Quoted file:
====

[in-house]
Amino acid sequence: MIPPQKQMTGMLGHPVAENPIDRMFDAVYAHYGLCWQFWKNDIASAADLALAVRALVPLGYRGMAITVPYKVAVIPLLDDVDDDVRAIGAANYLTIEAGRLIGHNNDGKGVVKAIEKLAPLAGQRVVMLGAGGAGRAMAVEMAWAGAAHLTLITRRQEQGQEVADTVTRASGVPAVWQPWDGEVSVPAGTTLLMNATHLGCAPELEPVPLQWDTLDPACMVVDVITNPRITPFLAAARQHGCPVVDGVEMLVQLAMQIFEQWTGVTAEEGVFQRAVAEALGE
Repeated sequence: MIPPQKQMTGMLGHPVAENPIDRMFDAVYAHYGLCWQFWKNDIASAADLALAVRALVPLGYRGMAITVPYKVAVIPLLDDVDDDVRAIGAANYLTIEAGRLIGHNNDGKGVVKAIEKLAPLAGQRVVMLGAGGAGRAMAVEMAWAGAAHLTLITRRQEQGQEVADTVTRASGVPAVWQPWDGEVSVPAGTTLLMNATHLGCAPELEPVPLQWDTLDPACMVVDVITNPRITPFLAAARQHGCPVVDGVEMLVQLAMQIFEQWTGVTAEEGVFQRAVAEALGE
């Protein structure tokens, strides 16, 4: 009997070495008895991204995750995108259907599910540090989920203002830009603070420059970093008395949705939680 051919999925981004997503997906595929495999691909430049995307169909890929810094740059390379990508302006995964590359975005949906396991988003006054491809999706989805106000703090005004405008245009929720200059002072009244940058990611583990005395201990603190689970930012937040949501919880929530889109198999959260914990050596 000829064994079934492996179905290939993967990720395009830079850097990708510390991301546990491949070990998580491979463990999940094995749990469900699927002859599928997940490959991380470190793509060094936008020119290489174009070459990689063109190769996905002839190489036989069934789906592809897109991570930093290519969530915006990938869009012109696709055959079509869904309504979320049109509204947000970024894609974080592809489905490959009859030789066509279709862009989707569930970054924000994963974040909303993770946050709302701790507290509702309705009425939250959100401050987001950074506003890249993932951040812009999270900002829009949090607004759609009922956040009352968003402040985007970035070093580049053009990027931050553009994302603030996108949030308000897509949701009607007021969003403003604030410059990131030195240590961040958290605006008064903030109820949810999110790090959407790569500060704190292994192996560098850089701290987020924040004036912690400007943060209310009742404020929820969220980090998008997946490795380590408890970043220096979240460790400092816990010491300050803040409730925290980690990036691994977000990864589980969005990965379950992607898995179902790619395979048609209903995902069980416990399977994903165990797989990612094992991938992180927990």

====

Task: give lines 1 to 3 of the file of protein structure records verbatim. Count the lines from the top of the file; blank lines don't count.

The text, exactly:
[in-house]
Amino acid sequence: MIPPQKQMTGMLGHPVAENPIDRMFDAVYAHYGLCWQFWKNDIASAADLALAVRALVPLGYRGMAITVPYKVAVIPLLDDVDDDVRAIGAANYLTIEAGRLIGHNNDGKGVVKAIEKLAPLAGQRVVMLGAGGAGRAMAVEMAWAGAAHLTLITRRQEQGQEVADTVTRASGVPAVWQPWDGEVSVPAGTTLLMNATHLGCAPELEPVPLQWDTLDPACMVVDVITNPRITPFLAAARQHGCPVVDGVEMLVQLAMQIFEQWTGVTAEEGVFQRAVAEALGE
Repeated sequence: MIPPQKQMTGMLGHPVAENPIDRMFDAVYAHYGLCWQFWKNDIASAADLALAVRALVPLGYRGMAITVPYKVAVIPLLDDVDDDVRAIGAANYLTIEAGRLIGHNNDGKGVVKAIEKLAPLAGQRVVMLGAGGAGRAMAVEMAWAGAAHLTLITRRQEQGQEVADTVTRASGVPAVWQPWDGEVSVPAGTTLLMNATHLGCAPELEPVPLQWDTLDPACMVVDVITNPRITPFLAAARQHGCPVVDGVEMLVQLAMQIFEQWTGVTAEEGVFQRAVAEALGE